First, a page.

Diet, Stress, and Survivorship
Your oncology team is happy with your progress and your status is stable. You may have even come to the point when you finally have the ability to resume some semblance of life without a chemo calendar or routine weekly labs!
One of the, seemingly, easiest ways to jump into a healthy routine that encourages healing and prevents recurrence is to do what healthcare professionals everywhere are recommending for the average American: eat well, exercise, manage stress and maintain some sort of meditative or spiritual practice. It’s a short list, but sometimes, quite a tall order. It’s your life! Make time for yourself, love yourself and treat yourself well – easy concepts to agree to but not always the simplest to put into action or even understand what they ‘look’ like in daily life.
Optimal health for a healthy survivor is equal parts physical, mental and spiritual. Here is a breakdown of what to incorporate into your new routine and why doing this is so important for you as a cancer survivor.
Your daily diet affects all aspects of your health. Real, clean, healthy food can actually help to prevent many diseases. If you are facing a complete diet makeover it can seem overwhelming to think about changing everything you’ve ever believed about food and the relationship you have with it. Or, if you already focus on eating healthy but wonder if there is something missing you can…
Gauge how you feel. Even healthy eaters may experience food sensitivities with an unbalanced, albeit healthy diet. Too much gluten or dairy? Consider modifying things to see how the changes affect you.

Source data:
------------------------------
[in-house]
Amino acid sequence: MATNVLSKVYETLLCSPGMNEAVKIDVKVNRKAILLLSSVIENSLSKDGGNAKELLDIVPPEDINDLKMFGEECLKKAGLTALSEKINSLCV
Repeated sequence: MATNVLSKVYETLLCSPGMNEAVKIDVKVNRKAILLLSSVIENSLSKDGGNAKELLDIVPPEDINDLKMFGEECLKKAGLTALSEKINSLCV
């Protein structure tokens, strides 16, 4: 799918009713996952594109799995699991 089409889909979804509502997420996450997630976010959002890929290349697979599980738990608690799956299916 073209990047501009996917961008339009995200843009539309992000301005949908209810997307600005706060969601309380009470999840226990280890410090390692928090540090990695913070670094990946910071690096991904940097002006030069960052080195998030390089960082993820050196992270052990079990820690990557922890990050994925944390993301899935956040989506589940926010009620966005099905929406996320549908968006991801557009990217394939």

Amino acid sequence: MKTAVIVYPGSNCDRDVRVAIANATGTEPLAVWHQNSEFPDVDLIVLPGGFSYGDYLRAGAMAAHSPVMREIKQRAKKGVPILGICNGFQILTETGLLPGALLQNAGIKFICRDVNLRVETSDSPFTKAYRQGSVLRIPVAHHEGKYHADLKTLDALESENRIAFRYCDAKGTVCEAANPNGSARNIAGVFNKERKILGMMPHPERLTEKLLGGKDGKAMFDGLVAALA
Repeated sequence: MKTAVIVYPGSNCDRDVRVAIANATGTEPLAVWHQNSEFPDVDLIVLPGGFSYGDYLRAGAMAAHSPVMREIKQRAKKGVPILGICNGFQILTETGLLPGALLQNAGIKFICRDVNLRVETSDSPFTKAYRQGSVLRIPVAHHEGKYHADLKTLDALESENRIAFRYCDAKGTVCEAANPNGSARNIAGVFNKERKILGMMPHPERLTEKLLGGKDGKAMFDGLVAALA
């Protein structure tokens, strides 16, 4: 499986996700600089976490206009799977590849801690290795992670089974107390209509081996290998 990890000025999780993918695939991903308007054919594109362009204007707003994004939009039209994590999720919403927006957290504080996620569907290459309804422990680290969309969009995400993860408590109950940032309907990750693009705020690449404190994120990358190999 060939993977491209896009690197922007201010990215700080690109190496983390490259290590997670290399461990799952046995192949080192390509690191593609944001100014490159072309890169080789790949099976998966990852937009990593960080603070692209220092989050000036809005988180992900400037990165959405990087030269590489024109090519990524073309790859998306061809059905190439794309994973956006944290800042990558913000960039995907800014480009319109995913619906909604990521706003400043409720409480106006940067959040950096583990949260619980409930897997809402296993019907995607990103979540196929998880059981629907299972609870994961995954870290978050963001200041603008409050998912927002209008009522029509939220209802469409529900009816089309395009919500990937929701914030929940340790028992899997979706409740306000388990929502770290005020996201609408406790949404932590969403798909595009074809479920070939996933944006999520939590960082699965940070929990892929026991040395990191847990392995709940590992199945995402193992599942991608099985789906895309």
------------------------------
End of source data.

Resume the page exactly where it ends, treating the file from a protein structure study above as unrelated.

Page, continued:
If sensitivity isn’t a problem don’t forget about variety, eat the rainbow in fresh vegetables and keep food as clean as possible (organic, non-gmo).
Don’t get overwhelmed. Take advantage of the great resources out there for recipes and healthy eating hacks.
Consult a professional to help guide and ease you into a better and balanced diet.
Numerous studies indicate that exercise greatly contributes to cancer prevention and the prevention of recurrence.
Peace promoting exercise has been studied specifically and is great for prevention. Exercises like yoga, tai chi and qi gong get you moving but in a gentle way. The nature of this type of exercise in general brings a meditative feeling to the process which benefits you mentally as well as physically.
Don't forget about cardio and weight bearing exercise; it not only helps prevent recurrence but combats memory and bone loss.
Personalize it - ask your doctor when and what type of regiment is best for you.
Engaging in a spiritual practice, no matter what your religious affiliation, has been studied at great length and reveals that some sort of routine spiritual observance can increase immunity, protect and heal the body and hence may be a factor in healthy survivorship.
Meditation is a great way to relax and center oneself. Doing so can even change internal body responses like blood pressure and symptoms experienced from stress.
Prayer can be a perfect way to practice gratitude by mindfully acknowledging the good things in life such as a supportive family, close bonds with friends or even your relationship with yourself.
When you tune in to whatever your “divinity” might be it enables you to relax, reflect, let go and heal.
Check out these resources below for more information: